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When airports normally are closing down at a quick pace around the country, it's always a pleasure to find a new site for general aviation. This week, the FAA approved the opening up of the private South Waller County Airport near Houston for public use. The developer will start out by paving 4,500 feet of runway, and plans to build hangars and a restaurant and eventually accommodate up to 1,000 business and personal aircraft. "We believe this airport will be a tremendous asset for the community," airport spokesman Drew Coats said in a news release on Tuesday. "The airport will provide needed transportation infrastructure to the public without using public money. It will stimulate the economy, create good jobs and provide a variety of educational opportunities for kids." Long-term plans include building park, picnic and aviation youth activity areas for the community. The planning and design process for the airport is ongoing, and the developer hopes to begin construction on the site in the next 120 to 180 days.
A pilot who died in the crash of his twin Cessna 441 had 10 times the normal dose of an over-the-counter sedating antihistamine in his blood, the NTSB said it in its final report, filed last week. "It is probable that the pilot's performance and judgment were substantially impaired by his very high blood level of chlorpheniramine," the NTSB said. The airplane had departed from its home base, Boca Raton (Fla.) Airport, on Dec. 30, 2003, headed for Palm Beach International Airport, 18 miles away. The pilot requested a practice ILS approach, but disappeared from radar about three miles from the airport. Witnesses saw the airplane descend and impact a canal. The 77-year-old pilot had an airline transport certificate. The NTSB said both engines and propellers were operating at the time of impact. The probable cause was found to be the pilot's failure to maintain aircraft control, which resulted in an inadvertent stall/spin and subsequent uncontrolled descent into a canal. A factor was the pilot's impairment by the drug chlorpheniramine.
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Eclipse Aviation flew its fourth conforming test aircraft for the first time on Saturday. N505EA took off at 1:44 p.m. from the Albuquerque (N.M.) International Sunport, climbed to 15,000 feet and reached 160 knots. The aircraft flew for 43 minutes and completed initial tests of flap operation, pressurization, and handling characteristics. 5EA is the first of two beta-test jets that will be tested under accelerated usage conditions to ensure reliability and functionality, the company said. "With four out of five of our flight test aircraft now in the air, we are generating rich data and invaluable learnings every day that will allow us to continue to move aggressively towards FAA certification next year,'' CEO Vern Raburn said in a news release. Eclipse is manufacturing seven preproduction aircraft: one static test airframe, one fatigue test airframe and five flight test aircraft. The final flight test aircraft and second beta test jet, N506EA, is in its final assembly position and will launch this summer. The first Eclipse test plane made its first flight on Dec. 31. Two other test aircraft launched in April. The jet flew in to Sun 'n Fun in April for a static display, and will perform its first public flight demonstrations later this month at EAA AirVenture in Oshkosh.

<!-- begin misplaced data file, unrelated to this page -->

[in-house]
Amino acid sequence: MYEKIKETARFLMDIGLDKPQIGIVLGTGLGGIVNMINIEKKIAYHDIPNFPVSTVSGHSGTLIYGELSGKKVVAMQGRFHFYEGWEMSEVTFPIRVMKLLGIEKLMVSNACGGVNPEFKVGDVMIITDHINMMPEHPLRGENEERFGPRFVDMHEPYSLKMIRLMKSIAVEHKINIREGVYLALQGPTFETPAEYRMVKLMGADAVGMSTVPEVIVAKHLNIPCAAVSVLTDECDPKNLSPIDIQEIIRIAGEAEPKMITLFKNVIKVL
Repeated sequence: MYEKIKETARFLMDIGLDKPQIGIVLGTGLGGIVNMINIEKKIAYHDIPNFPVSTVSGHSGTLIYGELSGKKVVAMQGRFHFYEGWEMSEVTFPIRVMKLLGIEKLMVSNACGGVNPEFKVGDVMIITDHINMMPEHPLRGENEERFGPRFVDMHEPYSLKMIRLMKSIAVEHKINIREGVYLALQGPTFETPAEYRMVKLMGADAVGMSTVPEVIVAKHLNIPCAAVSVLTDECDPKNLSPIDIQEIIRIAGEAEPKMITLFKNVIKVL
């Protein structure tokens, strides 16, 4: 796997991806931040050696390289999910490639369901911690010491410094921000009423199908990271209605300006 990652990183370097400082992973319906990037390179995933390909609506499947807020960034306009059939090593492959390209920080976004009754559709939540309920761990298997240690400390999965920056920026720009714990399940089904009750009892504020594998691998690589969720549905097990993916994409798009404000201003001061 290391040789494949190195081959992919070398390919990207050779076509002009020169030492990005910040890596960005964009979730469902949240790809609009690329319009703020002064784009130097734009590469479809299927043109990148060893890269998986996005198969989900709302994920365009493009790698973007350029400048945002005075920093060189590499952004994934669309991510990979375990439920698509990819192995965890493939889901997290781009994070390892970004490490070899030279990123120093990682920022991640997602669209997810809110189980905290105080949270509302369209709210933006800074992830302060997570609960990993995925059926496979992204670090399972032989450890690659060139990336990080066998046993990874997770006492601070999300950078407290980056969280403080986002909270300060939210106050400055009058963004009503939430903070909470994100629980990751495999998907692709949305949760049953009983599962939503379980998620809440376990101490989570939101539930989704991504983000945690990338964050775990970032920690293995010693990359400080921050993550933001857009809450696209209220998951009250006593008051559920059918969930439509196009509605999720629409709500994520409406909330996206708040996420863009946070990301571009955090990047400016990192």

The NTSB has released its preliminary report on the June 27 crash in Wyoming that killed Wal-Mart heir John Walton. According to the report, Walton took off from Runway 19 at Jackson Hole Airport in a two-place CGS Hawk Arrow, flew a pattern at about 700 to 900 feet, and shortly after turning onto the base leg, began a nose-low descent and impacted the ground. He was in radio contact with the control tower and did not report any problems, and initial inspection of the aircraft has not revealed any evidence of mechanical or structural failure, the NTSB said. Meanwhile, Chuck Slusarczyk, owner of CGS Aviation, told The Associated Press on Monday that judging from photos and an eyewitness account, the fuselage cover did not seem to be on the aircraft during the flight. "It's not designed to fly without a fuselage cover," Slusarczyk said. According to the NTSB, the aircraft was "an unregistered CGS Aviation Hawk Two Place Arrow experimental homebuilt airplane." The investigation is unusual in that the NTSB does not normally get involved in accidents of unregistered aircraft. As ultralights are transformed into Light Sport Aircraft, however, and gain N-numbers in the process, such reports may become standard procedure. Slusarczyk told the AP that Walton had said he would register the aircraft.
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AVweb staffers will be on the field, as ever, covering every square foot of the sprawling AirVenture Oshkosh show to bring you the latest industry innovations and gadget machinations. At home, watch for special issues Wednesday July 27, and Friday July 29. If you're in Oshkosh, come visit us at Booths # 1007-1008 in Hangar A. AVweb writers, editors, and contributors will be there daily, along with a few experts from our sister publications Aviation Consumer, Kitplanes and IFR Magazine, ready to chat with our readers -- the schedule is posted online. If you can't be there, see the show from your inbox with our special coverage and image galleries. And don't forget to visit our sponsors, whose loyal support brings you AVweb news and features twice a week, year-round, free.
Aerobatic pilot Sean Tucker will answer live questions in EAA's monthly Young Eagles Web chat on July 20...
American Champion has received FAA Type Certification for its 180-hp High Country Explorer...
Correction: 230 people died in the crash of TWA Flight 800. AVweb reported an incorrect number in Monday's issue. The nine-year anniversary of the crash is this Sunday, July 17.